The German Right in the Weimar Republic: Studies in the History of German Conservatism, Nationalism, and Antisemitism

By Timpe, Julia | Canadian Journal of History, Spring-Summer 2016 | Go to article overview

The German Right in the Weimar Republic: Studies in the History of German Conservatism, Nationalism, and Antisemitism


Timpe, Julia, Canadian Journal of History


The German Right in the Weimar Republic: Studies in the History of German Conservatism, Nationalism, and Antisemitism, edited by Larry Eugene Jones. New York & Oxford, Berghahn Books, 2014. xxiv, 332 pp. $95.00 US (cloth).

What is the role and responsibility of the political right in the Weimar Republic--which consisted of a myriad of political parties, associations, and combat leagues--when it comes to the rise of the Nazi Party and Hitler's ascendance to the chancellorship in Germany in 1933? This new collection of essays, edited by Larry Eugene Jones, on the political, organizational, and social history of the German right in the Weimar Republic offers useful insights into this long-debated question and makes a number of persuasive arguments. The picture that emerges from this book is of a political right characterized by continual quarrelling, disunity, competition, and ongoing and increasing fragmentation. The volume is made up of ten individual chapters that look at some of the major players of Weimar's Right. Half of the studies deal with the history of the German National People's Party (Deutschnationale Volkspartei, DNVP) and that of the Pan-German League (Alldeutscher Verband, ADV); other essays focus on the German combat leagues, the Catholic right, Reich President von Hindenburg, jurist and political theorist Carl Schmitt, and the Protestant theologian Friedrich von Bodelschwingh, director of the Bethel Institutions.

The volume is impressively coherent for an essay collection and thus convincingly achieves what Jones claims as its purpose in his cogent and useful (especially historiographically) introduction: to reinforce through several case studies the master narrative that "the disunity of the Right was every bit as important as a prerequisite for the establishment of the Third Reich as the schism on the socialist Left or the fragmentation of the political middle" (2). The organizational and ideological disunity of the political right is clearly demonstrated by the scholars here, with individual essays often complementing each other by highlighting different shards of the fragmenting movements. For example, the pieces by Daniela Gasteiger and Jones both look at fissures in the German National Party. Gasteiger's essay focuses on DNVP leader Count Guido von Westarp and his relationships with volkisch politician Albrecht von Graefe-Goldebee (initially a member of the DNVP and then founder of the German-Racist Freedom Party [Deutschvolksiche Freiheitspartei, DVP] and the Central Association of German Conservatives [Hauptverein der Deutschkonservativen]), closely examining the deterioration of both relationships. The collection's next is Jones' analysis of inner-party quarrels within the DNVP and the inconsistency of the party in regard to the Jewish question. The reader is convinced by both essays not only of the disunity of the DNVP, but also of its multiple disunities.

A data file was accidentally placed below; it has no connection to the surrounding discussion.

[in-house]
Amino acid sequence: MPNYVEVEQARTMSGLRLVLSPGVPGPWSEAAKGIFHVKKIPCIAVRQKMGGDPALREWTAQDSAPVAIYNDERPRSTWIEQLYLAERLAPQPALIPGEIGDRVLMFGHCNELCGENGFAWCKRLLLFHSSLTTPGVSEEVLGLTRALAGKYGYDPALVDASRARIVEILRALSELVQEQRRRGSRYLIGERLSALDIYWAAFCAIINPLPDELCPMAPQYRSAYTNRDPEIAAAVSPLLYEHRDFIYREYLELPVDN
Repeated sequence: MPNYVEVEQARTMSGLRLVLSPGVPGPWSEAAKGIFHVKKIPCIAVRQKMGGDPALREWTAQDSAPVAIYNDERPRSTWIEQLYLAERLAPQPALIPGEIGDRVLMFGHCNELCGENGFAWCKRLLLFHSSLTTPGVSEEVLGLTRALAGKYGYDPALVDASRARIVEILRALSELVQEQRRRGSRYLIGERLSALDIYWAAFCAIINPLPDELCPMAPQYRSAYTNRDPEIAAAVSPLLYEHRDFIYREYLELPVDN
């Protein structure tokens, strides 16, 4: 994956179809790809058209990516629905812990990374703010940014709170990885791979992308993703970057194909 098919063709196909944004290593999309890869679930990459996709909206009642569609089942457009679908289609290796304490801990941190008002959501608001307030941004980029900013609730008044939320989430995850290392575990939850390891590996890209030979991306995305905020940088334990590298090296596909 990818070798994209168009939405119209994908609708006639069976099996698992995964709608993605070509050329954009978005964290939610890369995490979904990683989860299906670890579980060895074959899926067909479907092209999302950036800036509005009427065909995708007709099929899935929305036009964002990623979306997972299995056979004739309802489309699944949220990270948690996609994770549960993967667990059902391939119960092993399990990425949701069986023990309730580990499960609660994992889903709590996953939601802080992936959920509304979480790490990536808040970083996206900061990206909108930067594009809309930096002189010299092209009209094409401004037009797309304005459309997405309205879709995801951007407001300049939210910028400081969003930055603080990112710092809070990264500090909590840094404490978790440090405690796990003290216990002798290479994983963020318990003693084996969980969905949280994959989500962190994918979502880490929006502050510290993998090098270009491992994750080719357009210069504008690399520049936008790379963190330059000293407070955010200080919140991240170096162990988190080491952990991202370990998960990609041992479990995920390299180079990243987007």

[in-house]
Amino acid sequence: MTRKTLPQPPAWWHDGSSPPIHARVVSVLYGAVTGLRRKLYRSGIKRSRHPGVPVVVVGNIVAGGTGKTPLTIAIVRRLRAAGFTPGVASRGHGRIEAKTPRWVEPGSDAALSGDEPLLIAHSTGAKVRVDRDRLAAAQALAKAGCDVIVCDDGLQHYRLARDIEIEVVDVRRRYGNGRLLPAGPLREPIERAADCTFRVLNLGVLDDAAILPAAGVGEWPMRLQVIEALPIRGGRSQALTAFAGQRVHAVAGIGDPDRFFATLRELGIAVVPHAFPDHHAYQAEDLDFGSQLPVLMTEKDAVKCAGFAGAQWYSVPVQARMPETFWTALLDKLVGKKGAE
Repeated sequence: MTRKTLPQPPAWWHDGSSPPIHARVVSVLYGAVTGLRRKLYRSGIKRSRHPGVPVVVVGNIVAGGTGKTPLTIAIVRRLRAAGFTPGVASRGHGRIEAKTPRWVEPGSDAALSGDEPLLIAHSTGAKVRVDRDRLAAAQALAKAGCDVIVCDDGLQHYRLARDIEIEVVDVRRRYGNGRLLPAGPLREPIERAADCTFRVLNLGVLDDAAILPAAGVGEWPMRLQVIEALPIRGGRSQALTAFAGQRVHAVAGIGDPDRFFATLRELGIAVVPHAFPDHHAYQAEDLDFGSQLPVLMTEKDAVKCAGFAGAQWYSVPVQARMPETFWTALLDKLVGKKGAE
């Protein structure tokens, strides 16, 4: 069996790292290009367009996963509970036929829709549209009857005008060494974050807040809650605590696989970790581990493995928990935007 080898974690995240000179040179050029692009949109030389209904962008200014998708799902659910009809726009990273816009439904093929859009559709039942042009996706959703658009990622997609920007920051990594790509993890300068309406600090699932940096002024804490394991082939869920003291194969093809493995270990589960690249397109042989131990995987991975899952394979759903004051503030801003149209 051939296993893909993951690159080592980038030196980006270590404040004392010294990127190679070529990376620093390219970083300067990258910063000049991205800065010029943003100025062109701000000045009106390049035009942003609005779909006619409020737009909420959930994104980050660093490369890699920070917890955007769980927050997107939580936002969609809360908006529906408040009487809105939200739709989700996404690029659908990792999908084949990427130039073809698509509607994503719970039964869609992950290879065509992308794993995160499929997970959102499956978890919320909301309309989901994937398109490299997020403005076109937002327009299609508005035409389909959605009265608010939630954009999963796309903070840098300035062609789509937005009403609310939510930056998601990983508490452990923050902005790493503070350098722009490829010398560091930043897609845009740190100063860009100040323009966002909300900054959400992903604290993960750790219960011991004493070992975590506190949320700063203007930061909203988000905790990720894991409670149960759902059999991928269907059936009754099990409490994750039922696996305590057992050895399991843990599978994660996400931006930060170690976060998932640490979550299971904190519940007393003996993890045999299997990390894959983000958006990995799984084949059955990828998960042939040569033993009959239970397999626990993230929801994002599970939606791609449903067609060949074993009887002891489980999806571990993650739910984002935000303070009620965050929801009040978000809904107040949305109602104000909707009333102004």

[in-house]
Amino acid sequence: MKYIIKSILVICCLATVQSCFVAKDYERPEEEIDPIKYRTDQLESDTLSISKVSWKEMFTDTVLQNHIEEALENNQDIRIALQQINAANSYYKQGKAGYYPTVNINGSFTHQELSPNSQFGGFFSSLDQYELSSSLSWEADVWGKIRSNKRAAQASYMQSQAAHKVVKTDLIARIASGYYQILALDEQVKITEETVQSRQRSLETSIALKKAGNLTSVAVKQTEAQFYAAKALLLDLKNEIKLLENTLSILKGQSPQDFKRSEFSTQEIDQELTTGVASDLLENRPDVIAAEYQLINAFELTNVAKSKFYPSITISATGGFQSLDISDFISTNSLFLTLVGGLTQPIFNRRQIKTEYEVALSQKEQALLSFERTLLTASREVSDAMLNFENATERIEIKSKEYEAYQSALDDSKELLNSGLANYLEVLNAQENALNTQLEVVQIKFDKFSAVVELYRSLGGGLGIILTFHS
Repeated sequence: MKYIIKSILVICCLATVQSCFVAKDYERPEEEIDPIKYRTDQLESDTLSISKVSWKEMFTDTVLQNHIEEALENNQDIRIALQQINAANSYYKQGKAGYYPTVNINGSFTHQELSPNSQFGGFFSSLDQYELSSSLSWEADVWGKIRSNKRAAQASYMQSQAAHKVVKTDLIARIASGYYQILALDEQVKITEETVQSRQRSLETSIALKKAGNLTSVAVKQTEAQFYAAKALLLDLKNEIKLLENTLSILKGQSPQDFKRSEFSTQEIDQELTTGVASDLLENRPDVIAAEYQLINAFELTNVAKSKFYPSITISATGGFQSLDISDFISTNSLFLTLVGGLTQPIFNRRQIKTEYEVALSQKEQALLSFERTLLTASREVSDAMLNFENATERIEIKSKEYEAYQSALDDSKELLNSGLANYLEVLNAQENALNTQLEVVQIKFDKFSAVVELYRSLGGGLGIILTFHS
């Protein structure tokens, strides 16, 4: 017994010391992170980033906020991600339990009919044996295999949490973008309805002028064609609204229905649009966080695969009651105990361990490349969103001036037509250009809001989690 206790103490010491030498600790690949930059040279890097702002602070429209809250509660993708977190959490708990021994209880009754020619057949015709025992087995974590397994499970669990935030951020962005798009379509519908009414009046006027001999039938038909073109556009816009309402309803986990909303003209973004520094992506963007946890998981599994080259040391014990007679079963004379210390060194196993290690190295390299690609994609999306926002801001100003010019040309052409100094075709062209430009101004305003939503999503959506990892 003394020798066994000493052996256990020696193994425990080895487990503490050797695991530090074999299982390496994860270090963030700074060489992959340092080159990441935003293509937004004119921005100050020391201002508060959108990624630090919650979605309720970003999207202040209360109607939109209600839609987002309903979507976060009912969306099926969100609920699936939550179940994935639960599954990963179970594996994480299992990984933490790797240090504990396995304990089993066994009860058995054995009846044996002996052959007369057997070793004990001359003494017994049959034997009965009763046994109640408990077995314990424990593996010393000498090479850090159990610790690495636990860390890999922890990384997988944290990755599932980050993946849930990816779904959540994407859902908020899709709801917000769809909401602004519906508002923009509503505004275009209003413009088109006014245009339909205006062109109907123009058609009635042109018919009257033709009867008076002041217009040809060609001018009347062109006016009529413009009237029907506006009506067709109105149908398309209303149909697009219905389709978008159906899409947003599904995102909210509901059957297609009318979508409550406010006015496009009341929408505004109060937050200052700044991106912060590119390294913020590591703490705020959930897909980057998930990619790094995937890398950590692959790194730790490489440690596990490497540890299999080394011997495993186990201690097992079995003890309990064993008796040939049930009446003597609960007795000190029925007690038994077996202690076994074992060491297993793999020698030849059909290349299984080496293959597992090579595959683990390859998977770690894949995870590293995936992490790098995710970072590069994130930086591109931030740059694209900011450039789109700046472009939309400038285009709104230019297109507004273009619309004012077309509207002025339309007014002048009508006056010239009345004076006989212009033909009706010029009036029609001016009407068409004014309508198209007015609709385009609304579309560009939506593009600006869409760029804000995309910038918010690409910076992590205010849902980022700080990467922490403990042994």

The Jewish question is a topic of other essays here as well, and again internal divisions are identified. Brian E. Crim's essay looks at the Jewish question in regard to the German combat leagues. The anti-Semitism Crim finds in the two largest, Stahlhelm, the League of Front Soldiers (Stahlhelm, Bund der Frontsoldaten), and the Young German Order (Jungdeutscher Orden, Jungdo), is mostly a strategically chosen ideology, a "situational antisemitism derived from opportunism, pragmatism, and vicious competition in a crowed German Right" (195). Variations of this diagnosis are also made (implicitly) in the essays by Gasteiger and Jones on the DNVP and in the essay by Bjorn Hofmeister on the Pan-German league. …

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